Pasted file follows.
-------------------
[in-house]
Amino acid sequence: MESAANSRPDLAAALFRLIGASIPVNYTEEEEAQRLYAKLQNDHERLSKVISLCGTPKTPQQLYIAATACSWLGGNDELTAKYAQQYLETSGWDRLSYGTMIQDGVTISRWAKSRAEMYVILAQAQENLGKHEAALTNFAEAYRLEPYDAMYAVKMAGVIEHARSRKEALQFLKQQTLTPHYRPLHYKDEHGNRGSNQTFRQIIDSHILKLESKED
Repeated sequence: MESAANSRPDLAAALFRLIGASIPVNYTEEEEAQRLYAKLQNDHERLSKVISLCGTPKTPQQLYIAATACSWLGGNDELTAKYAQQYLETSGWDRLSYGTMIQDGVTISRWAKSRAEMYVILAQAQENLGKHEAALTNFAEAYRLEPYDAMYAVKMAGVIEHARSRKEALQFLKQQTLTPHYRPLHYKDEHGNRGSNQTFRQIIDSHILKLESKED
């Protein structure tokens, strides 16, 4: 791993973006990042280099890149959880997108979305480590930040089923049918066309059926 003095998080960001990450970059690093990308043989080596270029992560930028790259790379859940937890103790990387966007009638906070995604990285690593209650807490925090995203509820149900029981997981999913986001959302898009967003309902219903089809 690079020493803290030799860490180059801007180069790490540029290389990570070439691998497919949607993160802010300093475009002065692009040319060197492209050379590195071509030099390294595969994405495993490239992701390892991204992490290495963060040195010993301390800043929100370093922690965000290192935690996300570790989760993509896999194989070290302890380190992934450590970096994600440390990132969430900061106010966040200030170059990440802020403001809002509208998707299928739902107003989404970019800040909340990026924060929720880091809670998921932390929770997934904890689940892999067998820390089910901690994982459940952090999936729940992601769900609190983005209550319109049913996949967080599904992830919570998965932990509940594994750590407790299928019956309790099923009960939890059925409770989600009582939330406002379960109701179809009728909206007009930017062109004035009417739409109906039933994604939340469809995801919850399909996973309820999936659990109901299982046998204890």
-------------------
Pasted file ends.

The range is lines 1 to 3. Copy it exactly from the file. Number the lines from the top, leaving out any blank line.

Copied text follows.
[in-house]
Amino acid sequence: MESAANSRPDLAAALFRLIGASIPVNYTEEEEAQRLYAKLQNDHERLSKVISLCGTPKTPQQLYIAATACSWLGGNDELTAKYAQQYLETSGWDRLSYGTMIQDGVTISRWAKSRAEMYVILAQAQENLGKHEAALTNFAEAYRLEPYDAMYAVKMAGVIEHARSRKEALQFLKQQTLTPHYRPLHYKDEHGNRGSNQTFRQIIDSHILKLESKED
Repeated sequence: MESAANSRPDLAAALFRLIGASIPVNYTEEEEAQRLYAKLQNDHERLSKVISLCGTPKTPQQLYIAATACSWLGGNDELTAKYAQQYLETSGWDRLSYGTMIQDGVTISRWAKSRAEMYVILAQAQENLGKHEAALTNFAEAYRLEPYDAMYAVKMAGVIEHARSRKEALQFLKQQTLTPHYRPLHYKDEHGNRGSNQTFRQIIDSHILKLESKED